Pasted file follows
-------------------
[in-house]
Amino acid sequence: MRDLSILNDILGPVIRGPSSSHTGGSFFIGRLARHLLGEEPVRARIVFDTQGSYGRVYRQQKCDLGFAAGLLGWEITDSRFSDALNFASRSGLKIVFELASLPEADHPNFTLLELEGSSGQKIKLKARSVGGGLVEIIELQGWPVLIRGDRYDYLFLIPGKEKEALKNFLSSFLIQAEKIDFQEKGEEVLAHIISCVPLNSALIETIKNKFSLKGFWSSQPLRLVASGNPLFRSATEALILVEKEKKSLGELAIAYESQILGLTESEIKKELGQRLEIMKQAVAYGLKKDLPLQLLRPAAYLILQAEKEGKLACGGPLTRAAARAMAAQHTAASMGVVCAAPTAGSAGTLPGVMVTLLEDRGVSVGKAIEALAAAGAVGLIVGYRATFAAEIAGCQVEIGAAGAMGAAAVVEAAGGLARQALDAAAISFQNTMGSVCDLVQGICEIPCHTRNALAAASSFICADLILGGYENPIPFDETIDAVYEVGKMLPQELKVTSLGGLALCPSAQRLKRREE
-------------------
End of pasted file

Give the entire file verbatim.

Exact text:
[in-house]
Amino acid sequence: MRDLSILNDILGPVIRGPSSSHTGGSFFIGRLARHLLGEEPVRARIVFDTQGSYGRVYRQQKCDLGFAAGLLGWEITDSRFSDALNFASRSGLKIVFELASLPEADHPNFTLLELEGSSGQKIKLKARSVGGGLVEIIELQGWPVLIRGDRYDYLFLIPGKEKEALKNFLSSFLIQAEKIDFQEKGEEVLAHIISCVPLNSALIETIKNKFSLKGFWSSQPLRLVASGNPLFRSATEALILVEKEKKSLGELAIAYESQILGLTESEIKKELGQRLEIMKQAVAYGLKKDLPLQLLRPAAYLILQAEKEGKLACGGPLTRAAARAMAAQHTAASMGVVCAAPTAGSAGTLPGVMVTLLEDRGVSVGKAIEALAAAGAVGLIVGYRATFAAEIAGCQVEIGAAGAMGAAAVVEAAGGLARQALDAAAISFQNTMGSVCDLVQGICEIPCHTRNALAAASSFICADLILGGYENPIPFDETIDAVYEVGKMLPQELKVTSLGGLALCPSAQRLKRREE